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North American Network Operators Group

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Re: Reducing Usenet Bandwidth

  • From: Vadim Antonov
  • Date: Mon Feb 11 23:27:46 2002



USENET is by its nature a commons facility for sharing rivalrous resources
(e.g. bandwidth and storage capacity).

Elementary reasoning (if anyone's interested, Lawrence Lessig's "The
Future of Ideas" contains as detailed discussion as anyone can bear :)
leads to the conclusion that lacking usage control mechanisms such commons
are doomed to disintegrate.  No exceptions were found so far.

(Such control mechanisms do not have to be market-based to be effective
and successful; public policy or code may embed usage controls as well -
TCP's cooperative congestion control is an excellent example).

When the Internet was small, the personal reputation was strong enough
limiter to abuse of shared resources.  It only works when community is
smallish and elitary.  This is clearly no longer the case.

In other words - USENET cannot be fixed with technological improvements as 
long as the root problem (admission control) is not solved.  Improving 
transmission or storage systems would only let spammers to send more spam 
for free.

Therefore, i'd say it is time to declare USENET defunct. It was fun while
it lasted.

--vadim

PS.	Talking about commons... A lot of network and computing resources 
	are quite under-utilized.  Many owners of those resources would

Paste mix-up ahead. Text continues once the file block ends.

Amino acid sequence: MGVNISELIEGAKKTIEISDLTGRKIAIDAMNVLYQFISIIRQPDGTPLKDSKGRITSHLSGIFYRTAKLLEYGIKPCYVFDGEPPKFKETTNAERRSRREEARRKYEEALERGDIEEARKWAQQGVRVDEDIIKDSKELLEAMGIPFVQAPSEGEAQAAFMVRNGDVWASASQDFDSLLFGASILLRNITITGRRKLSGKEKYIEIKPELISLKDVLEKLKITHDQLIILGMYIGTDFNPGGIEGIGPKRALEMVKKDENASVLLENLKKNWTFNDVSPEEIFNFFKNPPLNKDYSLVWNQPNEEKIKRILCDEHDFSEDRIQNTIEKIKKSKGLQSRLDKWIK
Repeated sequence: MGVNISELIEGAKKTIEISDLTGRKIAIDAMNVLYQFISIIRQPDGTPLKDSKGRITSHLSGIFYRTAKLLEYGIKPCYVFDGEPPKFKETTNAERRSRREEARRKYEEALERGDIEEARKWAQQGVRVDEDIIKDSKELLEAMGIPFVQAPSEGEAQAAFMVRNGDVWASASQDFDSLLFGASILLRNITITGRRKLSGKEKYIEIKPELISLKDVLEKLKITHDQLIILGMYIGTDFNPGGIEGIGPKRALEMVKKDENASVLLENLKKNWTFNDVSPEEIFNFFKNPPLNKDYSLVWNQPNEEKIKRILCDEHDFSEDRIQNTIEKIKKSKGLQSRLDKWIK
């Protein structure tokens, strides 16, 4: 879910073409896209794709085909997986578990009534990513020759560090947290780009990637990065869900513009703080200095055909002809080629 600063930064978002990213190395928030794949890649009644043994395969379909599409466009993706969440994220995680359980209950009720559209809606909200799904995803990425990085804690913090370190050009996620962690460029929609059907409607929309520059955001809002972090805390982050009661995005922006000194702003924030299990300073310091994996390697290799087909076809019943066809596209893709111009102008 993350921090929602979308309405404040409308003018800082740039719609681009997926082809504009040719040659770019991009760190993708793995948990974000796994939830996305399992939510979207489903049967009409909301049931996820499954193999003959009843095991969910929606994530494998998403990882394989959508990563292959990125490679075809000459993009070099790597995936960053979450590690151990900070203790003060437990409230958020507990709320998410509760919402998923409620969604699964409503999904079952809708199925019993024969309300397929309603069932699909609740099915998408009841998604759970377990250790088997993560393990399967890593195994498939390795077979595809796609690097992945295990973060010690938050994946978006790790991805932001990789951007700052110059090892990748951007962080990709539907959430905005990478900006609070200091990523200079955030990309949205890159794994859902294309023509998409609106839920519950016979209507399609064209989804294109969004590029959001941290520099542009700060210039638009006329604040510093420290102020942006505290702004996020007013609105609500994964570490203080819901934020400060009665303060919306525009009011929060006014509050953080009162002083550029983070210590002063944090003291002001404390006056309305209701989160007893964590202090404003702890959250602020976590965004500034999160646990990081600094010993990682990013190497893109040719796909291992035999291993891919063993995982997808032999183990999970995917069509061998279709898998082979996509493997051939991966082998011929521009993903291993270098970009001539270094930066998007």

be quite willing to donate underused capacity to the community -
	providing that such donation will not have any noticeable negative
	impact on resources' performance for primary functions.

	While most modern OS-es have mostly adequate prioritization 
	mechanisms, a lot of would-be donors are turned out by the
	effective inability to protect their primary network capacity.

	Therefore, i would like to ask ISPs to be civic-minded and 
	standartize on an IP TOS for "community" traffic, giving normal
	IP traffic an absolute queueing and drop-policy preference over
	packets with community TOS.  Correspondingly, though most backbone
	(and some access) IP routing equipment already has everything 
	needed to implement community TOS, they could be similarly 
	civic-minded by making such preference turned on by default and 
	by improving per-TOS utilization data collection, so NMS-es won't
	cry wolf seeing links being highly utilized by low-priority 
	traffic.  Another area which needs improvement is making L2 
	switches similarly aware of community TOS in IP packets.





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